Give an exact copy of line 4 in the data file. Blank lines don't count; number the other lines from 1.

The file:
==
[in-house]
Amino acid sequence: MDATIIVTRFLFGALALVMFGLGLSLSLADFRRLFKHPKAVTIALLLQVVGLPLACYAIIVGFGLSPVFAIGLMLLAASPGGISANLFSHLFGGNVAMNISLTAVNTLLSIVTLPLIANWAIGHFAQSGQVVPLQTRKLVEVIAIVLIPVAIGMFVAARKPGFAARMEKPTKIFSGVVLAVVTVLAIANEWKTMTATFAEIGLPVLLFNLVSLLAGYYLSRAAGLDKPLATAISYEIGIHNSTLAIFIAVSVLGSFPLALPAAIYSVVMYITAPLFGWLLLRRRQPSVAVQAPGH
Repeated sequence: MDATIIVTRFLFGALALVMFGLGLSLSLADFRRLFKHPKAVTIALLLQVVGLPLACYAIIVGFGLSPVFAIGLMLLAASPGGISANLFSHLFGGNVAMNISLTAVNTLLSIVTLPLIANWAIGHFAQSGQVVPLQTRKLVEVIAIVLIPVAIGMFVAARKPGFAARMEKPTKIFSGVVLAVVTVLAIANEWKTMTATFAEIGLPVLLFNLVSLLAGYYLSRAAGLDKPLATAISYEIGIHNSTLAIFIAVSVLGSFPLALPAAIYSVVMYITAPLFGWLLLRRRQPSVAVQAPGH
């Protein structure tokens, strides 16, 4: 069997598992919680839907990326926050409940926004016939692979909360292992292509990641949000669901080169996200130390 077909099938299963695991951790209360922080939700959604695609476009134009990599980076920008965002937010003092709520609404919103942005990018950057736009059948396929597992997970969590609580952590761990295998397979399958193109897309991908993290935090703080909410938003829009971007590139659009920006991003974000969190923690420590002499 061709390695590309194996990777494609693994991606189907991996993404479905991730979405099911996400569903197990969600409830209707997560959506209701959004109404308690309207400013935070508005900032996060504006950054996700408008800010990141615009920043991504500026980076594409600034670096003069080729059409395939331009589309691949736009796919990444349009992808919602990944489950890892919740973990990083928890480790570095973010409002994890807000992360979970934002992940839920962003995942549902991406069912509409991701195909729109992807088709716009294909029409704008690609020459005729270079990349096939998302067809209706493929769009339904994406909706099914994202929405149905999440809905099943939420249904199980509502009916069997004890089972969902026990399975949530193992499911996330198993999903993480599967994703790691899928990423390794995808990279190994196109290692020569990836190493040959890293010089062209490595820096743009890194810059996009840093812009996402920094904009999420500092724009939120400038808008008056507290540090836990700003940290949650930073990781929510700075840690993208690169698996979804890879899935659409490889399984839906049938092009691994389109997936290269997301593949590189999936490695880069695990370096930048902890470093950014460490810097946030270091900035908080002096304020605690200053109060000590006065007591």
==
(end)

């Protein structure tokens, strides 16, 4: 069997598992919680839907990326926050409940926004016939692979909360292992292509990641949000669901080169996200130390 077909099938299963695991951790209360922080939700959604695609476009134009990599980076920008965002937010003092709520609404919103942005990018950057736009059948396929597992997970969590609580952590761990295998397979399958193109897309991908993290935090703080909410938003829009971007590139659009920006991003974000969190923690420590002499 061709390695590309194996990777494609693994991606189907991996993404479905991730979405099911996400569903197990969600409830209707997560959506209701959004109404308690309207400013935070508005900032996060504006950054996700408008800010990141615009920043991504500026980076594409600034670096003069080729059409395939331009589309691949736009796919990444349009992808919602990944489950890892919740973990990083928890480790570095973010409002994890807000992360979970934002992940839920962003995942549902991406069912509409991701195909729109992807088709716009294909029409704008690609020459005729270079990349096939998302067809209706493929769009339904994406909706099914994202929405149905999440809905099943939420249904199980509502009916069997004890089972969902026990399975949530193992499911996330198993999903993480599967994703790691899928990423390794995808990279190994196109290692020569990836190493040959890293010089062209490595820096743009890194810059996009840093812009996402920094904009999420500092724009939120400038808008008056507290540090836990700003940290949650930073990781929510700075840690993208690169698996979804890879899935659409490889399984839906049938092009691994389109997936290269997301593949590189999936490695880069695990370096930048902890470093950014460490810097946030270091900035908080002096304020605690200053109060000590006065007591």